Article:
Looters exploit Pakistan flood misery
Armed bandits are exacerbating the misery of Pakistan’s massive floods, stealing cattle and food from survivors fleeing the country’s worst humanitarian crisis, witnesses said on Friday.
UN officials have warned that the extent of the losses to Pakistan’s infrastructure and economy will put the country back years.
The United States has increased its aid to $76-million and said US Senator John Kerry will visit Pakistan next week to raise public awareness and drum up donations for a fractious ally where anti-US feeling runs high.
President Asif Ali Zardari, who Thursday visited flood victims for the first time, has cut back a scheduled visit to Russia next week to less than a day because of the crisis, his office announced.
Political pressure has been building on the unpopular president from the powerful opposition and the general public after he failed to cut short a visit to Europe last week in order to deal personally with the crisis.
But in the village of Karampur outside the city of Sukkur, local residents waded through stagnant flood waters up to their chest, retrieving valuables and lashing out at the government for failing to protect them from looters.
Some villagers said that they preferred to guard their flooded homes while sending their wives and children to safety. Others said they had been looted while trying to flee during chaotic scenes.
“There was nobody to rescue us from the floods and now there’s nobody to save us from bandits. We were waiting for help when armed men came and seized our belongings at gunpoint,” said Abdul Karim (20).
“There was not so much.
Two goats and some wheat and rice. They snatched it all and escaped.”
Speaking to Agence France-Presse in a tent city in Sukkur, mother of five Mai Meema (60) said she lived in Khanpur. “We left with our belongings in a tractor when armed men surrounded us. They snatched everything and fled.
“We were poor people but never slept on an empty stomach. This flood has made us beggars. We have nothing at all. They deserve God’s curse. Instead of helping us, these criminals looted us.”
Pakistan says up to 20-million people face direct or indirect harm, although without providing a detailed breakdown on how. The United Nations believes 1 600 people have died, while Islamabad has confirmed 1 343 deaths.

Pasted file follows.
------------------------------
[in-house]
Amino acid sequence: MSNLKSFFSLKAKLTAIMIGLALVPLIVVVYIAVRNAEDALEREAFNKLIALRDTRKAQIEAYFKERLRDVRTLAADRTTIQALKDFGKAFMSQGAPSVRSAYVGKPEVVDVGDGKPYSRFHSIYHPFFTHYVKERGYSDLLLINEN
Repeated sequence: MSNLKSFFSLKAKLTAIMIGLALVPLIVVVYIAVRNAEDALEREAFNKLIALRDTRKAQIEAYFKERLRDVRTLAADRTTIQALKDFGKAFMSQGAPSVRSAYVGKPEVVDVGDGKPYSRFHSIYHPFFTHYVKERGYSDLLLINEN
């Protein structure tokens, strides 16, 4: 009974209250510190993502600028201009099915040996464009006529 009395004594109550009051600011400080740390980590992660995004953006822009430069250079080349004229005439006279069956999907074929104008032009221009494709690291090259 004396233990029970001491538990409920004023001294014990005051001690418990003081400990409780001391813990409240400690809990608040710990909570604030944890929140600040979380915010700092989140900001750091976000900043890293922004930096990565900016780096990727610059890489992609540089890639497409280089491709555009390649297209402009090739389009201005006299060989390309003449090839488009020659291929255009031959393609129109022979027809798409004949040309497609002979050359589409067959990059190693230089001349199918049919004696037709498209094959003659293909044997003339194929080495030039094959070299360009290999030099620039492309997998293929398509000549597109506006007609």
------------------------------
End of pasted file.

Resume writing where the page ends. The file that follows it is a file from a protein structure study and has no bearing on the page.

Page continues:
The Pakistan meteorological service has forecast scattered and at times heavy rain in coming days but said water flow was dropping. Heavy rain lashed the north-west, suspending US and Pakistani helicopter air drop missions.
In the Punjab town of Muzaffargarh, local official Farasat Iqbal said the danger remained, while Jamil Soomro, spokesperson for the government of southern province Sindh, said the intensity of floods had eased.
The United Nations has appealed for $460-million, saying $175-million has already been pledged, but that billions will be needed in the long term as the country struggles to rebuild infrastructure and replant crops.
The US, which has put Pakistan on the frontline of its war on al-Qaeda, has begun dispatching US Marine helicopters from an amphibious assault ship to help with relief, amid concerns over Islamist extremism.
But while US military helicopters and aid packages have been important to the relief effort, hard-line Islamic charities have been still more visible on the ground in distributing desperately needed food, water and medicine.
Lack of clean drinking water and sanitation are spreading gastroenteritis and skin diseases, particularly among children, doctors say.
“This is a crisis bigger than the tsunami and Haiti combined. The global community has to understand that. It is huge, it is unprecedented,” said Irshad Shaikh, a regional adviser on emergencies to the World Health Organisation.
“Here they have lost every coping aspect they have—houses, crops, livestock. There is absolutely no coping structure in the communities ... They have been left totally destitute in 10 to 12 days.
“This disaster is going to scale back Pakistan for years.”—AFP